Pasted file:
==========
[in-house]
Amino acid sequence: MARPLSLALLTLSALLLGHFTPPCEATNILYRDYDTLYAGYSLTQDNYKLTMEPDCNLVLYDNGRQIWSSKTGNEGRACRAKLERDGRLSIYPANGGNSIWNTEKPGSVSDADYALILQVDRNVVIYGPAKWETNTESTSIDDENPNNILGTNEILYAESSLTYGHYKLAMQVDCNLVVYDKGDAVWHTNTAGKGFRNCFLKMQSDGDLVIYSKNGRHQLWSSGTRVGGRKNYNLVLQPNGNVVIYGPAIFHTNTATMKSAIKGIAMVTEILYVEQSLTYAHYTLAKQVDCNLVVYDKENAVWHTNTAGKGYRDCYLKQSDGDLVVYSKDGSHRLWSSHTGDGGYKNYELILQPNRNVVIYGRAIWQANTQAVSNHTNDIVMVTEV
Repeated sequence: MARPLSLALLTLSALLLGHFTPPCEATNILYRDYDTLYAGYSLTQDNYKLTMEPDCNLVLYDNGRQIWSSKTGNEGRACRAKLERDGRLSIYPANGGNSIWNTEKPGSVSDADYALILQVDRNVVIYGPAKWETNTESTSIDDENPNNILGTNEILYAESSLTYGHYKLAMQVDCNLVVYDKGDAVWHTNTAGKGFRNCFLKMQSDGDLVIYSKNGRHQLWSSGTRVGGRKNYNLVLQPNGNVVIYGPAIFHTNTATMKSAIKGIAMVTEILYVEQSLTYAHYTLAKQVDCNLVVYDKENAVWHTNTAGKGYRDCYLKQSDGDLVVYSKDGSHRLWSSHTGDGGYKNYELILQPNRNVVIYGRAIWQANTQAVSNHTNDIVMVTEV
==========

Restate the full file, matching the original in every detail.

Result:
[in-house]
Amino acid sequence: MARPLSLALLTLSALLLGHFTPPCEATNILYRDYDTLYAGYSLTQDNYKLTMEPDCNLVLYDNGRQIWSSKTGNEGRACRAKLERDGRLSIYPANGGNSIWNTEKPGSVSDADYALILQVDRNVVIYGPAKWETNTESTSIDDENPNNILGTNEILYAESSLTYGHYKLAMQVDCNLVVYDKGDAVWHTNTAGKGFRNCFLKMQSDGDLVIYSKNGRHQLWSSGTRVGGRKNYNLVLQPNGNVVIYGPAIFHTNTATMKSAIKGIAMVTEILYVEQSLTYAHYTLAKQVDCNLVVYDKENAVWHTNTAGKGYRDCYLKQSDGDLVVYSKDGSHRLWSSHTGDGGYKNYELILQPNRNVVIYGRAIWQANTQAVSNHTNDIVMVTEV
Repeated sequence: MARPLSLALLTLSALLLGHFTPPCEATNILYRDYDTLYAGYSLTQDNYKLTMEPDCNLVLYDNGRQIWSSKTGNEGRACRAKLERDGRLSIYPANGGNSIWNTEKPGSVSDADYALILQVDRNVVIYGPAKWETNTESTSIDDENPNNILGTNEILYAESSLTYGHYKLAMQVDCNLVVYDKGDAVWHTNTAGKGFRNCFLKMQSDGDLVIYSKNGRHQLWSSGTRVGGRKNYNLVLQPNGNVVIYGPAIFHTNTATMKSAIKGIAMVTEILYVEQSLTYAHYTLAKQVDCNLVVYDKENAVWHTNTAGKGYRDCYLKQSDGDLVVYSKDGSHRLWSSHTGDGGYKNYELILQPNRNVVIYGRAIWQANTQAVSNHTNDIVMVTEV